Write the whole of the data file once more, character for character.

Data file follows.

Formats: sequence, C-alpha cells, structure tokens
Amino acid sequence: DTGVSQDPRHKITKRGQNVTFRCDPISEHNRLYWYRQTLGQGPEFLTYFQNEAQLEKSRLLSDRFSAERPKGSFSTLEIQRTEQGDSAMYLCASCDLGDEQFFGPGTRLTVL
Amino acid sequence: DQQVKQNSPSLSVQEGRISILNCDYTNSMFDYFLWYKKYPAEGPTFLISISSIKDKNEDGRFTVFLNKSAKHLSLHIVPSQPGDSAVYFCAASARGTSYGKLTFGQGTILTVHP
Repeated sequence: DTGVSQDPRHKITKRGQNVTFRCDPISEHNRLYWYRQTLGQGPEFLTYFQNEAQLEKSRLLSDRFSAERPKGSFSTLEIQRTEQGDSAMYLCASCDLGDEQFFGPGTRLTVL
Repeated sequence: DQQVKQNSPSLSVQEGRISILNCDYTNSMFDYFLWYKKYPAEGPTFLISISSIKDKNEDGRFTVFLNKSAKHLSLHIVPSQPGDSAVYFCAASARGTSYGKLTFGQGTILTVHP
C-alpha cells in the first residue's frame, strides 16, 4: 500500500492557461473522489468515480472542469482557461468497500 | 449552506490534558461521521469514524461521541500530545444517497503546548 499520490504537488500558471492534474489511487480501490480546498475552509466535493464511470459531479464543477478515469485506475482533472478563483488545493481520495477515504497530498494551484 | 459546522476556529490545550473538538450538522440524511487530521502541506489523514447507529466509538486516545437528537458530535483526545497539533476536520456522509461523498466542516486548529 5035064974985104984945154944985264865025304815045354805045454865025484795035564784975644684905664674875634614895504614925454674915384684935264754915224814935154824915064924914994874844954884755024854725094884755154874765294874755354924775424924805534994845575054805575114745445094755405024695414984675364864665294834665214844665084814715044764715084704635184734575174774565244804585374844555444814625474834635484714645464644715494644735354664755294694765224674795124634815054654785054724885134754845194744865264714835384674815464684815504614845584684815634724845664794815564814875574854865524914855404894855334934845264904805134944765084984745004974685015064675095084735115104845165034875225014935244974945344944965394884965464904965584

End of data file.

Formats: sequence, C-alpha cells, structure tokens
Amino acid sequence: DTGVSQDPRHKITKRGQNVTFRCDPISEHNRLYWYRQTLGQGPEFLTYFQNEAQLEKSRLLSDRFSAERPKGSFSTLEIQRTEQGDSAMYLCASCDLGDEQFFGPGTRLTVL
Amino acid sequence: DQQVKQNSPSLSVQEGRISILNCDYTNSMFDYFLWYKKYPAEGPTFLISISSIKDKNEDGRFTVFLNKSAKHLSLHIVPSQPGDSAVYFCAASARGTSYGKLTFGQGTILTVHP
Repeated sequence: DTGVSQDPRHKITKRGQNVTFRCDPISEHNRLYWYRQTLGQGPEFLTYFQNEAQLEKSRLLSDRFSAERPKGSFSTLEIQRTEQGDSAMYLCASCDLGDEQFFGPGTRLTVL
Repeated sequence: DQQVKQNSPSLSVQEGRISILNCDYTNSMFDYFLWYKKYPAEGPTFLISISSIKDKNEDGRFTVFLNKSAKHLSLHIVPSQPGDSAVYFCAASARGTSYGKLTFGQGTILTVHP
C-alpha cells in the first residue's frame, strides 16, 4: 500500500492557461473522489468515480472542469482557461468497500 | 449552506490534558461521521469514524461521541500530545444517497503546548 499520490504537488500558471492534474489511487480501490480546498475552509466535493464511470459531479464543477478515469485506475482533472478563483488545493481520495477515504497530498494551484 | 459546522476556529490545550473538538450538522440524511487530521502541506489523514447507529466509538486516545437528537458530535483526545497539533476536520456522509461523498466542516486548529 5035064974985104984945154944985264865025304815045354805045454865025484795035564784975644684905664674875634614895504614925454674915384684935264754915224814935154824915064924914994874844954884755024854725094884755154874765294874755354924775424924805534994845575054805575114745445094755405024695414984675364864665294834665214844665084814715044764715084704635184734575174774565244804585374844555444814625474834635484714645464644715494644735354664755294694765224674795124634815054654785054724885134754845194744865264714835384674815464684815504614845584684815634724845664794815564814875574854865524914855404894855334934845264904805134944765084984745004974685015064675095084735115104845165034875225014935244974945344944965394884965464904965584